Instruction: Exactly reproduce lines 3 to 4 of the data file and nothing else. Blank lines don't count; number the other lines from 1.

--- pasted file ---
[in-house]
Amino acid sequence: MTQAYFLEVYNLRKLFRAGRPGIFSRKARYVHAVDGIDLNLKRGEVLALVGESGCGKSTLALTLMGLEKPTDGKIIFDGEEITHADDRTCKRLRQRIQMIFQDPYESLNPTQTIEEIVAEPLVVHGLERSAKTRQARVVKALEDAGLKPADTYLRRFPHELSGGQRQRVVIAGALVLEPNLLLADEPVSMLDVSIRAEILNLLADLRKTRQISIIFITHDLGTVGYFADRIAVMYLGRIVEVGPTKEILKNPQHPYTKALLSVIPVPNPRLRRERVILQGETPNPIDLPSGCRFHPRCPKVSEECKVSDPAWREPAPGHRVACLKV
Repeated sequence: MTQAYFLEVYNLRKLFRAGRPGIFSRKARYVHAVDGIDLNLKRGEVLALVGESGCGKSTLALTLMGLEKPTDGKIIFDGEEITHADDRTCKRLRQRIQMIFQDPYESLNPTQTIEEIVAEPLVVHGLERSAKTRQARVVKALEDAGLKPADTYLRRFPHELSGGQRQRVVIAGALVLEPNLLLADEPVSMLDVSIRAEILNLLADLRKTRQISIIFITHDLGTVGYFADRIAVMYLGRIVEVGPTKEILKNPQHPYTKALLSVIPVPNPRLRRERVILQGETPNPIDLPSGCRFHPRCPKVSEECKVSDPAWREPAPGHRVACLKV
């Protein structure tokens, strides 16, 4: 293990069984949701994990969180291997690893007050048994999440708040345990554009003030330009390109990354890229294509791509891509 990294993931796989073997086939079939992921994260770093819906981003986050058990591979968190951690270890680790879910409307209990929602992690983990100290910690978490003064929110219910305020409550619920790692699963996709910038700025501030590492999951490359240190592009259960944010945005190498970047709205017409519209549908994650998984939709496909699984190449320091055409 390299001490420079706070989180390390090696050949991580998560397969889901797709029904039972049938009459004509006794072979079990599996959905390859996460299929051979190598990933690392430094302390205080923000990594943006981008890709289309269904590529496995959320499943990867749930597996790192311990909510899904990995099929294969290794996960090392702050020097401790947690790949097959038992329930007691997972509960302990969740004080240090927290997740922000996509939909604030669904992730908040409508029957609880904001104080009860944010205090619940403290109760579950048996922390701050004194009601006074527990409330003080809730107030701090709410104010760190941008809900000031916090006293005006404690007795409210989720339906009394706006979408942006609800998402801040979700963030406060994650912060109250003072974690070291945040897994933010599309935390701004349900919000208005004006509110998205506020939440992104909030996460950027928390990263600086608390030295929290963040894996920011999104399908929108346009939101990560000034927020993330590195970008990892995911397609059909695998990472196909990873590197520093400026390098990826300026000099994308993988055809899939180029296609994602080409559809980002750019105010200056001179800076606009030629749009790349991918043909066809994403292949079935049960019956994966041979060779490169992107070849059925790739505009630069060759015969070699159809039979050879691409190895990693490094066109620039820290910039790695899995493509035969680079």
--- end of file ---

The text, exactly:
Repeated sequence: MTQAYFLEVYNLRKLFRAGRPGIFSRKARYVHAVDGIDLNLKRGEVLALVGESGCGKSTLALTLMGLEKPTDGKIIFDGEEITHADDRTCKRLRQRIQMIFQDPYESLNPTQTIEEIVAEPLVVHGLERSAKTRQARVVKALEDAGLKPADTYLRRFPHELSGGQRQRVVIAGALVLEPNLLLADEPVSMLDVSIRAEILNLLADLRKTRQISIIFITHDLGTVGYFADRIAVMYLGRIVEVGPTKEILKNPQHPYTKALLSVIPVPNPRLRRERVILQGETPNPIDLPSGCRFHPRCPKVSEECKVSDPAWREPAPGHRVACLKV
């Protein structure tokens, strides 16, 4: 293990069984949701994990969180291997690893007050048994999440708040345990554009003030330009390109990354890229294509791509891509 990294993931796989073997086939079939992921994260770093819906981003986050058990591979968190951690270890680790879910409307209990929602992690983990100290910690978490003064929110219910305020409550619920790692699963996709910038700025501030590492999951490359240190592009259960944010945005190498970047709205017409519209549908994650998984939709496909699984190449320091055409 390299001490420079706070989180390390090696050949991580998560397969889901797709029904039972049938009459004509006794072979079990599996959905390859996460299929051979190598990933690392430094302390205080923000990594943006981008890709289309269904590529496995959320499943990867749930597996790192311990909510899904990995099929294969290794996960090392702050020097401790947690790949097959038992329930007691997972509960302990969740004080240090927290997740922000996509939909604030669904992730908040409508029957609880904001104080009860944010205090619940403290109760579950048996922390701050004194009601006074527990409330003080809730107030701090709410104010760190941008809900000031916090006293005006404690007795409210989720339906009394706006979408942006609800998402801040979700963030406060994650912060109250003072974690070291945040897994933010599309935390701004349900919000208005004006509110998205506020939440992104909030996460950027928390990263600086608390030295929290963040894996920011999104399908929108346009939101990560000034927020993330590195970008990892995911397609059909695998990472196909990873590197520093400026390098990826300026000099994308993988055809899939180029296609994602080409559809980002750019105010200056001179800076606009030629749009790349991918043909066809994403292949079935049960019956994966041979060779490169992107070849059925790739505009630069060759015969070699159809039979050879691409190895990693490094066109620039820290910039790695899995493509035969680079």